Video laryngoscopy used in the operating room supports first-attempt success of airway intubation. Research also shows that video laryngoscopy can help prevent clinician exposure to droplet-borne pathogens and further improve your safety.1 Recent guidelines highlight the risks of contracting COVID-19 among those caring for infected patients.1 The guidelines recommend that airway management clinicians take precautions to further protect against droplet-borne pathogens.1
Understand the clinical evidence behind the video laryngoscope recommended guidelines
Infection prevention and control (IPC) of droplet-borne pathogens is increasingly important when it comes to operation room surgical procedures. While personal protective gear (PPE) plays a role in keeping you and your patients safe, it’s only one part of the equation.
Increasing the distance of a patient’s mouth from your nose and eyes is vital to keeping yourself safe.2 The perception is that laryngoscopy requires you to get much closer to a patient to prevent damage of the vocal cords and reduce first-attempt failure. But there are tools that allow you to maintain distance during laryngoscopy — and guidelines urge the adoption of video laryngoscopes during the COVID-19 pandemic.2
Video laryngoscopy allows the appropriate mouth-to-mouth distance suggested within the guidelines.2 It allows for patient-centric visuals while widening the mouth-to-mouth distance gap for increased safety.
Additionally, video laryngoscopes use disposable blades that mimic those of direct laryngoscopy blades. This adheres to recommendations outlined by the World Health Organization (WHO), which recommendations urge the use of disposable tools.3
How will these video laryngoscope recommendations impact your operating room procedures?
The COVID-19 pandemic has challenged operating room routines. Changes in flow-through work areas, additional tool sterilization, and the need for extra PPE make it hard to refamiliarize ourselves with routine procedures.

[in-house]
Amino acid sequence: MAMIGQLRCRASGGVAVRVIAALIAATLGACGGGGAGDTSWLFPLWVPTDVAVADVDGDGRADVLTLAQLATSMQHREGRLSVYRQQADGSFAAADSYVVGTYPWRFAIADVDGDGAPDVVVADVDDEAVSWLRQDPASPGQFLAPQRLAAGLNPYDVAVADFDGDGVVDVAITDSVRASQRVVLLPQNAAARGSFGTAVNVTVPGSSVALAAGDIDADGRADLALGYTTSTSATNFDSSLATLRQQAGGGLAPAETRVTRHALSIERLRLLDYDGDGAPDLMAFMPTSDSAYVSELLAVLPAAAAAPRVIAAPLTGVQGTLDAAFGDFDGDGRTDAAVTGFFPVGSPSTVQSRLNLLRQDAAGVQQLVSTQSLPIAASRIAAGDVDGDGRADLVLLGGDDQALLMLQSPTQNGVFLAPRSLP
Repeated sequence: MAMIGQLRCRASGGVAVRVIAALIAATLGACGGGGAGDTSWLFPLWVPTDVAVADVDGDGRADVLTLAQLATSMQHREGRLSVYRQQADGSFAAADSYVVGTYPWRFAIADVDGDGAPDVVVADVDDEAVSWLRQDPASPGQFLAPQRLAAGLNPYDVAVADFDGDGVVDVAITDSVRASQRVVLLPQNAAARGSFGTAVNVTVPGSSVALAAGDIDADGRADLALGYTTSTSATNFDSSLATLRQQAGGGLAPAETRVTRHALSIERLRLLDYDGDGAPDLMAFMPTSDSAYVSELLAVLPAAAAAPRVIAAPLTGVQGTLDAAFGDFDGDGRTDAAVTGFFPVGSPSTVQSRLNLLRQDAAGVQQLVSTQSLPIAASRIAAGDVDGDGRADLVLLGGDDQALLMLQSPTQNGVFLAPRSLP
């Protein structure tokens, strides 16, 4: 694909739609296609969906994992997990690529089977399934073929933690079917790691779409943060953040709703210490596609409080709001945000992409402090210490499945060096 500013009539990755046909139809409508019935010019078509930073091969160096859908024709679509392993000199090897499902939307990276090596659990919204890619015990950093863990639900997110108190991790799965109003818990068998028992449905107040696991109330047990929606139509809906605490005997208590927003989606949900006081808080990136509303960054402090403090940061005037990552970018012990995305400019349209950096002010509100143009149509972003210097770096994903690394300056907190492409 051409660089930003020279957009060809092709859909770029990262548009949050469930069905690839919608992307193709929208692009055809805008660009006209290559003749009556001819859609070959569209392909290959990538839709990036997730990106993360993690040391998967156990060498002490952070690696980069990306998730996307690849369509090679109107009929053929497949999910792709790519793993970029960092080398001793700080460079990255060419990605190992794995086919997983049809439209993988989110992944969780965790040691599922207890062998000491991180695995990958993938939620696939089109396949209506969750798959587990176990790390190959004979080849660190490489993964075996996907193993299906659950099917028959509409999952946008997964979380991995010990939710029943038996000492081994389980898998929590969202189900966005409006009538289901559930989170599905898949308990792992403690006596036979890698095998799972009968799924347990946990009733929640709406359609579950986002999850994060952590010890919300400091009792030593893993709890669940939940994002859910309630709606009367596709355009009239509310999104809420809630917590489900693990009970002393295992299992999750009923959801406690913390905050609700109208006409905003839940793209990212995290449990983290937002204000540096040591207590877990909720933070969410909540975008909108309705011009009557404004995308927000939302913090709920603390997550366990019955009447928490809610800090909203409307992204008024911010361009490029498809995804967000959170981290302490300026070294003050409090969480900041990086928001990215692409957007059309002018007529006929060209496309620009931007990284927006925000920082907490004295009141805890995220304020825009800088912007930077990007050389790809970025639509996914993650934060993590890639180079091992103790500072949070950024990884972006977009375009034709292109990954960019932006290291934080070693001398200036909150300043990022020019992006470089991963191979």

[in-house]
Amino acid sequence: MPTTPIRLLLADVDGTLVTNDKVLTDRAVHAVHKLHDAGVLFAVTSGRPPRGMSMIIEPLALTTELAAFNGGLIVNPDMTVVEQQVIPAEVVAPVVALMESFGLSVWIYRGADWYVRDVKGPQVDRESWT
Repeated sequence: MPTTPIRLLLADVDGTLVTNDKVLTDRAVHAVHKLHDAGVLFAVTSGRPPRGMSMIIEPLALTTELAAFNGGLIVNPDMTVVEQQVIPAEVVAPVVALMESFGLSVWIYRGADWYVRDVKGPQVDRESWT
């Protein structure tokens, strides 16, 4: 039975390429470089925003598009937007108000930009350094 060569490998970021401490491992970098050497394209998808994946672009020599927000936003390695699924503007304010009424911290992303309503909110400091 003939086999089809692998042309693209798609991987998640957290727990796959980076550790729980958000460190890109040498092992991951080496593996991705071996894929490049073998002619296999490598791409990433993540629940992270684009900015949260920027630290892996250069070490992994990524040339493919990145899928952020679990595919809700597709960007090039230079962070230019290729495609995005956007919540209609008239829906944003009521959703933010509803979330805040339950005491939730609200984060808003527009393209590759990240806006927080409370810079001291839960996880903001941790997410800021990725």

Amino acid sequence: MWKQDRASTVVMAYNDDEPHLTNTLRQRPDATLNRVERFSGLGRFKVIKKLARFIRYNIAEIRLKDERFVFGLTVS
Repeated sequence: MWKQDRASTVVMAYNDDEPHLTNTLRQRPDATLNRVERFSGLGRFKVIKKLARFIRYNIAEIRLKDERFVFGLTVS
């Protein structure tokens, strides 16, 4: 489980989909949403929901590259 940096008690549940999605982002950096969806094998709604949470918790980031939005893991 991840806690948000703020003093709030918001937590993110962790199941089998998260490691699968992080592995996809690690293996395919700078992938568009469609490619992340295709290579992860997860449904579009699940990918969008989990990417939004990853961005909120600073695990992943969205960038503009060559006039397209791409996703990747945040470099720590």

Video laryngoscopy gives us comfort in the well-known. With everyday elective surgical procedures reopening, video laryngoscope helps us rethink routine with practical familiarity. Providing improved consistency around intubation of a patient’s airway is one less challenge with the McGRATH™ MAC video laryngoscope.
Blades used in video laryngoscope imitate those in direct laryngoscope, making them familiar and easy to use. Other video laryngoscope models use larger monitors, demanding attention that would otherwise be on the patient. The McGRATH™ MAC video laryngoscope lessens the need to look away and minimizes space required in the operating room.
How do you benefit from integrating video laryngoscopy?
Minimizing exposure, securing the airway, and containing patients’ exhaled gases may keep you safe and improve first-attempt intubation.
Other video laryngoscopy tools use larger monitors that divert your attention from the patient to the screen. With the McGRATH™ MAC video laryngoscope, the compact screen provides the visual clarity you need without requiring you to take your attention off of the patient.
This also allows continued visibility to the patient’s facial cues in conjunction with clarity around the tracheal anatomy. Having this visual allows for a swift response time in addressing distress if needed.
While other temporary protective devices are coming to fruition, these become obstructions both visually and physically when addressing patient health needs. For example, heavy protective barriers protect you from droplet-borne pathogens but inhibit faster response times.
What are additional features of the McGRATH™ MAC video laryngoscope?
The McGRATH™ MAC blade design mimics that of the direct laryngoscope. Unlike other video laryngoscopes, the McGRATH™ MAC video laryngoscope has a much smaller footprint and is a portable device. It doesn’t have wheels or a stand that consume valuable space in an operating room.
Even with its compact size, quality is not compromised. The appearance of live tissue — readily distinguishing the anatomy — and lack of screen glare aid first-attempt success in intubation. As a result, infection prevention can help you and your staff safe.
The cost effectiveness of using video laryngoscopy routinely is sustainable, as reducing patient incidence with the first-attempt success hypothetically leads to fewer costly complications. Additional benefits of the McGRATH™ MAC video laryngoscope include:
- Durability in a fast-paced setting
- Long-lasting battery
- Integrated vertical screen
When patients who may be COVID-19 positive require elective surgery or emergency surgery, the McGRATH™ MAC video laryngoscope may help ensure yours and their safety.
1. Cook TM, El-Boghdadly K, McGuire B, McNarry AF, Patel A, Higgs A. Consensus guidelines for managing the airway in patients with COVID-19: Guidelines from the Difficult Airway Society, the Association of Anaesthetists the Intensive Care Society, the Faculty of Intensive Care Medicine and the Royal College of Anaesthetists. Anaesthesia. 2020;75(6):785–799.
2. Hall D, Steel A, Heij R, Eley A, Young P. Video laryngoscopy increases 'mouth-to-mouth' distance compared with direct laryngoscopy. Anaesthesia. 2020;75(6):822–823.
3. World Health Organization. Infection prevention and control during health care when novel coronavirus (nCoV) infection is suspected. January 2020.
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